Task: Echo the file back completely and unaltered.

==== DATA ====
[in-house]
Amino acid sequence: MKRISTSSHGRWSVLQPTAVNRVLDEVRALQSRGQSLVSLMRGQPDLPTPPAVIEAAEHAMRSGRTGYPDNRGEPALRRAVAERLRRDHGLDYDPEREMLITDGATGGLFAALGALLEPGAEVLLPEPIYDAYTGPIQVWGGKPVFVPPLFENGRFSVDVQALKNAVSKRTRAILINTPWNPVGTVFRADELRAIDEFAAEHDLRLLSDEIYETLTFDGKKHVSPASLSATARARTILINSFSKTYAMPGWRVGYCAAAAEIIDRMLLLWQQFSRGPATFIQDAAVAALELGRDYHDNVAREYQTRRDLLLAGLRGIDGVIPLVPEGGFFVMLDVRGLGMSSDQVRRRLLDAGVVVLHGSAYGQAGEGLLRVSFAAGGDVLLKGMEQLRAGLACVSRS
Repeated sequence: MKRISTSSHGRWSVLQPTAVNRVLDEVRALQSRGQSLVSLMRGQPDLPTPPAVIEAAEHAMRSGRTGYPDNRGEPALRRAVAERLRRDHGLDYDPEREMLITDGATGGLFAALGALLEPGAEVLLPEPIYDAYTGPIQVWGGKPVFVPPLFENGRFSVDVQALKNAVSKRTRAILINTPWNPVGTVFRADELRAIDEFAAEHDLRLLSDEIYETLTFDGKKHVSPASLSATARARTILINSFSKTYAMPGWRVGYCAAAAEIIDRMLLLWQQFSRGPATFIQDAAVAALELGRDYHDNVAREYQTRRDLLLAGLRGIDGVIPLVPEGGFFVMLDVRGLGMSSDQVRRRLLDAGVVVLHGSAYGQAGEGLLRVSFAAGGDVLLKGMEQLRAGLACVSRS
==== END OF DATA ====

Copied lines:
[in-house]
Amino acid sequence: MKRISTSSHGRWSVLQPTAVNRVLDEVRALQSRGQSLVSLMRGQPDLPTPPAVIEAAEHAMRSGRTGYPDNRGEPALRRAVAERLRRDHGLDYDPEREMLITDGATGGLFAALGALLEPGAEVLLPEPIYDAYTGPIQVWGGKPVFVPPLFENGRFSVDVQALKNAVSKRTRAILINTPWNPVGTVFRADELRAIDEFAAEHDLRLLSDEIYETLTFDGKKHVSPASLSATARARTILINSFSKTYAMPGWRVGYCAAAAEIIDRMLLLWQQFSRGPATFIQDAAVAALELGRDYHDNVAREYQTRRDLLLAGLRGIDGVIPLVPEGGFFVMLDVRGLGMSSDQVRRRLLDAGVVVLHGSAYGQAGEGLLRVSFAAGGDVLLKGMEQLRAGLACVSRS
Repeated sequence: MKRISTSSHGRWSVLQPTAVNRVLDEVRALQSRGQSLVSLMRGQPDLPTPPAVIEAAEHAMRSGRTGYPDNRGEPALRRAVAERLRRDHGLDYDPEREMLITDGATGGLFAALGALLEPGAEVLLPEPIYDAYTGPIQVWGGKPVFVPPLFENGRFSVDVQALKNAVSKRTRAILINTPWNPVGTVFRADELRAIDEFAAEHDLRLLSDEIYETLTFDGKKHVSPASLSATARARTILINSFSKTYAMPGWRVGYCAAAAEIIDRMLLLWQQFSRGPATFIQDAAVAALELGRDYHDNVAREYQTRRDLLLAGLRGIDGVIPLVPEGGFFVMLDVRGLGMSSDQVRRRLLDAGVVVLHGSAYGQAGEGLLRVSFAAGGDVLLKGMEQLRAGLACVSRS